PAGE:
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  1. Ideologies

  2. Feudalism and the Industrial Revolution • What was the world like prior to the Industrial Revolution? • Feudalist based social system in Europe and North America

  3. Feudalism • The dominant social system in medieval Europe, in which the nobility held lands from the Crown in exchange for military service, and vassals were in turn tenants of the nobles, while the peasants (villeins or serfs) were obliged to live on their lord's land and give him homage, labor, and a share of the produce, notionally in exchange for military protection

  4. Social Ladder in Feudalist based system

  5. Difference between Socialism and Liberalism • Socialism says that only by granting the state total economic and political power can economic progress and equality among citizens be attained. • Supporters of socialism assert that the state should wield total economic power by manipulating prices of goods and wages of workers.

  6. Karl Marx • Karl Marx also used the term in political analysis. In the 19th century, Marx described feudalism as the economic situation coming before the rise of capitalism. • For Marx, what defined feudalism was that the power of the ruling class (the aristocracy) rested on their control of arable land, leading to a class society based upon the exploitation of the peasants who farm these lands, typically under serfdom.[26] Marx thus considered feudalism within a purely economic model.

  7. Difference between Socialism and Liberalism • Classical liberalism says that the state should only take over an institution to ensure that citizens can freely benefit from that particular institution’s services. • Classical liberalism does not require the thorough enforcing of law and order to reach economic progress and equality.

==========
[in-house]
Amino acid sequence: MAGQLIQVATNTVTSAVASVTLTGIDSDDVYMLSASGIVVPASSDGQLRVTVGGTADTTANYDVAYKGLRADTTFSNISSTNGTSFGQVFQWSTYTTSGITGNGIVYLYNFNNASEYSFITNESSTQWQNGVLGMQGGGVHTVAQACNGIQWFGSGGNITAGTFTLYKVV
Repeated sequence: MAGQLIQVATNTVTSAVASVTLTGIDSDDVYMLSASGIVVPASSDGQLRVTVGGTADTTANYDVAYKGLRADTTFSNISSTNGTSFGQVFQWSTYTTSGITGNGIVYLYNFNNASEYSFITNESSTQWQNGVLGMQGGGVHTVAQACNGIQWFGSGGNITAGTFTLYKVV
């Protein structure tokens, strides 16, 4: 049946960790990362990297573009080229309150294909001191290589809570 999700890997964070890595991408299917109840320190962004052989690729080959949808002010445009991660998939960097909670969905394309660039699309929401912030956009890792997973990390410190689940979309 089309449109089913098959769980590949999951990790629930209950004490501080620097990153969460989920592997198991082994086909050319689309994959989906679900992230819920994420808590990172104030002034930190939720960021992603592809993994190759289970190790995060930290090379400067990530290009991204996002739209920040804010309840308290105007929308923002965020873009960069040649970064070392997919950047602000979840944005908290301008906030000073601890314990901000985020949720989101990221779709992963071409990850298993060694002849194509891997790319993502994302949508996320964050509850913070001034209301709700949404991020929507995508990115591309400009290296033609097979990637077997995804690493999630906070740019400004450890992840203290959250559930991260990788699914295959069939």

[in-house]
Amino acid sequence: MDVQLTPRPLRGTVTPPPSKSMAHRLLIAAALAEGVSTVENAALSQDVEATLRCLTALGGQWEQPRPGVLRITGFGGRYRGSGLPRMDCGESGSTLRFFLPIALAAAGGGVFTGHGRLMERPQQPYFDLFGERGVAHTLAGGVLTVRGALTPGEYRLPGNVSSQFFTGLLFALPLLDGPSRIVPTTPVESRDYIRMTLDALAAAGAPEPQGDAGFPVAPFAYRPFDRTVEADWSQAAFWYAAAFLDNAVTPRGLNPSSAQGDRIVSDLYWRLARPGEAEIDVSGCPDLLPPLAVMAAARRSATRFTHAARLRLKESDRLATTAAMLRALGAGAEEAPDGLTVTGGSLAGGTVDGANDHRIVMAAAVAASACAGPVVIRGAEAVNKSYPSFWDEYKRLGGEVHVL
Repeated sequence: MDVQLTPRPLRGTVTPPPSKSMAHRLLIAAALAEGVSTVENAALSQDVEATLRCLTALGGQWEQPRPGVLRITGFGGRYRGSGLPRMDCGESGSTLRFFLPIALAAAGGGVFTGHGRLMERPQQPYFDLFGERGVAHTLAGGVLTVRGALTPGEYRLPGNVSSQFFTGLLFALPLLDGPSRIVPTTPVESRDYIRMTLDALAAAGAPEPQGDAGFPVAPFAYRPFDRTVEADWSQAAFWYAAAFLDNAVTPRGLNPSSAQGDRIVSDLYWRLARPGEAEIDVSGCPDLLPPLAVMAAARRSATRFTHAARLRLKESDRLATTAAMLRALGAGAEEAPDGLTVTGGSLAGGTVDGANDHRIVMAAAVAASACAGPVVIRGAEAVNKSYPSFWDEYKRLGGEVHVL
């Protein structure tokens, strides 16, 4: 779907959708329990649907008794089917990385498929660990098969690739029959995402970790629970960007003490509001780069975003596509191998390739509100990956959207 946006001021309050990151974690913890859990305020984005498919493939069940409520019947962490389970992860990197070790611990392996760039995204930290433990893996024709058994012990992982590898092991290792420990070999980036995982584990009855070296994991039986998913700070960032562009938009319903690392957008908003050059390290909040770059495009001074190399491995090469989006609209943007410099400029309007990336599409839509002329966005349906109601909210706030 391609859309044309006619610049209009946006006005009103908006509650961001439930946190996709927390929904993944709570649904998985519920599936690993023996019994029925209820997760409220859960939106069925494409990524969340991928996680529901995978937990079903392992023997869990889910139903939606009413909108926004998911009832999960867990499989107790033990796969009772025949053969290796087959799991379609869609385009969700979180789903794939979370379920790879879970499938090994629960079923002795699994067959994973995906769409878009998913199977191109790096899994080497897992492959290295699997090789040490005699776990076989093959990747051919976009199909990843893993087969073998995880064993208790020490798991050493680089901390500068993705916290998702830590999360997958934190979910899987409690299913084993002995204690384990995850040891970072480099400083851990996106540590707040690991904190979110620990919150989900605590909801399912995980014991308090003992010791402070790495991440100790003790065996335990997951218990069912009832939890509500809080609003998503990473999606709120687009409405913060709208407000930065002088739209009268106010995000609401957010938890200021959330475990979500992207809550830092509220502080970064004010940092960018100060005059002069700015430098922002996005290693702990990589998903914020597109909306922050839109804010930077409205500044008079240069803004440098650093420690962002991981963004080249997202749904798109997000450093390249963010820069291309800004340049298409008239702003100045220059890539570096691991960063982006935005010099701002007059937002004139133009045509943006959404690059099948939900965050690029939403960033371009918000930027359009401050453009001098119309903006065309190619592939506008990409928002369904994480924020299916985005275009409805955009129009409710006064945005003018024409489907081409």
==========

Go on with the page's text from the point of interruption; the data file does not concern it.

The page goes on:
8. Liberalism • a political orientation that favors social progress by reform and by changing laws rather than by revolution.

  9. Liberalism cont. • The philosophers, sociologists, and economists of the eighteenth and the early part of the nineteenth century formulated a political program that served as a guide to social policy first in England and the United States, then on the European continent, and finally in the other parts of the inhabited world as well. • Nowhere was this program ever completely carried out. Even in England, which has been called the homeland of liberalism and the model liberal country, the proponents of liberal policies never succeeded in winning all their demands.

  10. Socialism A political and economic theory of social organization that advocates that the means of production, distribution, and exchange should be owned or regulated by the community as a whole

  11. Karl Marx • The philosopher, social scientist, historian and revolutionary, Karl Marx, was without a doubt the most influential socialist thinker to emerge from the 19th century

  12. The Industrial Revolution • The Industrial Revolution marks a major turning point in history; almost every aspect of daily life was influenced in some way. Most notably, average income and population began to exhibit unprecedented sustained growth. • In the two centuries following 1800, the world's average per capita income increased over tenfold, while the world's population increased over sixfold.

  13. The Industrial Revolution • The Industrial Revolution was a period from the 1790s to 1860s where major changes in agriculture, manufacturing, mining, transportation, and technology had a profound effect on the social, economic and cultural conditions of the times. It began in the United Kingdom, then subsequently spread throughout Western Europe, North America, Japan, and eventually the world

  14. Changes in technology • The introduction of steam power fuelled primarily by coal, wider utilisation of water wheels and powered machinery (mainly in textile manufacturing) underpinned the dramatic increases in production capacity